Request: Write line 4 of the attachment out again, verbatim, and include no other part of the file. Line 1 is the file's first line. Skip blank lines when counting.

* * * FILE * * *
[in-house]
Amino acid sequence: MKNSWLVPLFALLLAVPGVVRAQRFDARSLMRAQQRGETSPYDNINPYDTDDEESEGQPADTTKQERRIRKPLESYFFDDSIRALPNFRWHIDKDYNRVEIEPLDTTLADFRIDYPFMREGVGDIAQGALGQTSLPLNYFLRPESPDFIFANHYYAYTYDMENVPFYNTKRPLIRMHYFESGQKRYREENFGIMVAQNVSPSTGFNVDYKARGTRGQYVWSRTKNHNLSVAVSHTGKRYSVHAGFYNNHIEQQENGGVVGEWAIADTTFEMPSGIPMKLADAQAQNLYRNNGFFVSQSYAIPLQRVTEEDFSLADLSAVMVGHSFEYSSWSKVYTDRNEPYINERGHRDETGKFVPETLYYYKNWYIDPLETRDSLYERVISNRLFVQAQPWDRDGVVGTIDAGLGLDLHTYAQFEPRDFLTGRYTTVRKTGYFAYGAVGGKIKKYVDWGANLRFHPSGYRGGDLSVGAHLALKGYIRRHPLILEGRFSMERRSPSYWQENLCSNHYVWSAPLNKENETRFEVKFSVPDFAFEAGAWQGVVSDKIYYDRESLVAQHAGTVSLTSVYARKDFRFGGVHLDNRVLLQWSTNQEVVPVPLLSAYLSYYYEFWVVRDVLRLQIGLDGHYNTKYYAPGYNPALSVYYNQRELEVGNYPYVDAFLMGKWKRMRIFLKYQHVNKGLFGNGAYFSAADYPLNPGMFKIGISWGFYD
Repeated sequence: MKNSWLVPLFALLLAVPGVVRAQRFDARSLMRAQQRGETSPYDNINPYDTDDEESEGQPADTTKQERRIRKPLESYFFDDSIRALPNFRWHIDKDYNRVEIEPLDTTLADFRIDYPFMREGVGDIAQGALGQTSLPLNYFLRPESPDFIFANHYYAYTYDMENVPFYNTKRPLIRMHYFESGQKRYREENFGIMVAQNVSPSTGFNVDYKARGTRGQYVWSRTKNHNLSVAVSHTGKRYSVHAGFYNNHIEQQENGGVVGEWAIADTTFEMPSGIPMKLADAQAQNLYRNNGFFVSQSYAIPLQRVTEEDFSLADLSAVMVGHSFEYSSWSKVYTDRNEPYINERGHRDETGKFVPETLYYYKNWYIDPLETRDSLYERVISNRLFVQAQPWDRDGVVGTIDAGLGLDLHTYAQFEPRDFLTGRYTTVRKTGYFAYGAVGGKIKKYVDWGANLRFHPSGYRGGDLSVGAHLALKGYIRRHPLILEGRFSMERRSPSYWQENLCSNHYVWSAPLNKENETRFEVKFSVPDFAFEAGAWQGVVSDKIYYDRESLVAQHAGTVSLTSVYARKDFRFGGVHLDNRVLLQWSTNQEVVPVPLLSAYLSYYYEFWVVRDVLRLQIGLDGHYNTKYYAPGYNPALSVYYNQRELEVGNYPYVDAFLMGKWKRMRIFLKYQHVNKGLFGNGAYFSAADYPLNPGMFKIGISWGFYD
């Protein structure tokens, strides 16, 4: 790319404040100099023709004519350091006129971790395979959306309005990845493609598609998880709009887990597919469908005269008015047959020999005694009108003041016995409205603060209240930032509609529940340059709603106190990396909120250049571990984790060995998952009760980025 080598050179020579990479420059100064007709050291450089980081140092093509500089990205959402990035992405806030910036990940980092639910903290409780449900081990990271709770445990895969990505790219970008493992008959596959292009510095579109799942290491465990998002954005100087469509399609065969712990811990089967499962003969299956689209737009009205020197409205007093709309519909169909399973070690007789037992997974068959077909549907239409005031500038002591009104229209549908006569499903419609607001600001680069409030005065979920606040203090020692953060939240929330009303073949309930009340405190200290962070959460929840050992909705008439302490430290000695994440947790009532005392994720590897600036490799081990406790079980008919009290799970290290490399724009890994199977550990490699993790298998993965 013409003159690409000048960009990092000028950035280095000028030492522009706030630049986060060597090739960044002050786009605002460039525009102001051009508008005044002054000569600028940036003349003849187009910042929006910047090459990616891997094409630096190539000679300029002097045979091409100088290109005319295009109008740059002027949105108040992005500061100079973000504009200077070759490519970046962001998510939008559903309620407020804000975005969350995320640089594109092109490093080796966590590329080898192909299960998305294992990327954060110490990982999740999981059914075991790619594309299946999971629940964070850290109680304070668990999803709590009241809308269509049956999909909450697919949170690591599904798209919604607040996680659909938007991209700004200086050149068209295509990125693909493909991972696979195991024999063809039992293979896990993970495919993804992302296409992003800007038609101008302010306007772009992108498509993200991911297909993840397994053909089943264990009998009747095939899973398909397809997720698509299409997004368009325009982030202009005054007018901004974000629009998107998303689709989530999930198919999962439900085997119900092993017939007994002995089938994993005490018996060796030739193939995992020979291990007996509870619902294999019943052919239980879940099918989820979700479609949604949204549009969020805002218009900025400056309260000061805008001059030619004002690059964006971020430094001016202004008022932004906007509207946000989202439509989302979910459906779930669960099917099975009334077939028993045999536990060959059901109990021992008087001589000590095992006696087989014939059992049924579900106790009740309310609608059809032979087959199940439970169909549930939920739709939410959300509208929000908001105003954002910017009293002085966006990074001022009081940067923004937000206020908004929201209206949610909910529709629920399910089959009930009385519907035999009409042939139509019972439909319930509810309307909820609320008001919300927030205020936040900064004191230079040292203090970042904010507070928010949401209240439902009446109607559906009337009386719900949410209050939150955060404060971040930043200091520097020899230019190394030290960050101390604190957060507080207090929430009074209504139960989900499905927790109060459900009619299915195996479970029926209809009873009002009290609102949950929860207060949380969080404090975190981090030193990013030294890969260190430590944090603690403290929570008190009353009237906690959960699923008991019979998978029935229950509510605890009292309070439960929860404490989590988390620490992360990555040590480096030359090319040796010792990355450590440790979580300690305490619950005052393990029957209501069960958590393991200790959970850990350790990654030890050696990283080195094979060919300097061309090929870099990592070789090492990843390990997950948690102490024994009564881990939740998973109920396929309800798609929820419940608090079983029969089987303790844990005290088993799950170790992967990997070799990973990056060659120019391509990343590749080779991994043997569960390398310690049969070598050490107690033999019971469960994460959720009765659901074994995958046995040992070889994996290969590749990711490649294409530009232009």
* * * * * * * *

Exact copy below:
């Protein structure tokens, strides 16, 4: 790319404040100099023709004519350091006129971790395979959306309005990845493609598609998880709009887990597919469908005269008015047959020999005694009108003041016995409205603060209240930032509609529940340059709603106190990396909120250049571990984790060995998952009760980025 080598050179020579990479420059100064007709050291450089980081140092093509500089990205959402990035992405806030910036990940980092639910903290409780449900081990990271709770445990895969990505790219970008493992008959596959292009510095579109799942290491465990998002954005100087469509399609065969712990811990089967499962003969299956689209737009009205020197409205007093709309519909169909399973070690007789037992997974068959077909549907239409005031500038002591009104229209549908006569499903419609607001600001680069409030005065979920606040203090020692953060939240929330009303073949309930009340405190200290962070959460929840050992909705008439302490430290000695994440947790009532005392994720590897600036490799081990406790079980008919009290799970290290490399724009890994199977550990490699993790298998993965 013409003159690409000048960009990092000028950035280095000028030492522009706030630049986060060597090739960044002050786009605002460039525009102001051009508008005044002054000569600028940036003349003849187009910042929006910047090459990616891997094409630096190539000679300029002097045979091409100088290109005319295009109008740059002027949105108040992005500061100079973000504009200077070759490519970046962001998510939008559903309620407020804000975005969350995320640089594109092109490093080796966590590329080898192909299960998305294992990327954060110490990982999740999981059914075991790619594309299946999971629940964070850290109680304070668990999803709590009241809308269509049956999909909450697919949170690591599904798209919604607040996680659909938007991209700004200086050149068209295509990125693909493909991972696979195991024999063809039992293979896990993970495919993804992302296409992003800007038609101008302010306007772009992108498509993200991911297909993840397994053909089943264990009998009747095939899973398909397809997720698509299409997004368009325009982030202009005054007018901004974000629009998107998303689709989530999930198919999962439900085997119900092993017939007994002995089938994993005490018996060796030739193939995992020979291990007996509870619902294999019943052919239980879940099918989820979700479609949604949204549009969020805002218009900025400056309260000061805008001059030619004002690059964006971020430094001016202004008022932004906007509207946000989202439509989302979910459906779930669960099917099975009334077939028993045999536990060959059901109990021992008087001589000590095992006696087989014939059992049924579900106790009740309310609608059809032979087959199940439970169909549930939920739709939410959300509208929000908001105003954002910017009293002085966006990074001022009081940067923004937000206020908004929201209206949610909910529709629920399910089959009930009385519907035999009409042939139509019972439909319930509810309307909820609320008001919300927030205020936040900064004191230079040292203090970042904010507070928010949401209240439902009446109607559906009337009386719900949410209050939150955060404060971040930043200091520097020899230019190394030290960050101390604190957060507080207090929430009074209504139960989900499905927790109060459900009619299915195996479970029926209809009873009002009290609102949950929860207060949380969080404090975190981090030193990013030294890969260190430590944090603690403290929570008190009353009237906690959960699923008991019979998978029935229950509510605890009292309070439960929860404490989590988390620490992360990555040590480096030359090319040796010792990355450590440790979580300690305490619950005052393990029957209501069960958590393991200790959970850990350790990654030890050696990283080195094979060919300097061309090929870099990592070789090492990843390990997950948690102490024994009564881990939740998973109920396929309800798609929820419940608090079983029969089987303790844990005290088993799950170790992967990997070799990973990056060659120019391509990343590749080779991994043997569960390398310690049969070598050490107690033999019971469960994460959720009765659901074994995958046995040992070889994996290969590749990711490649294409530009232009």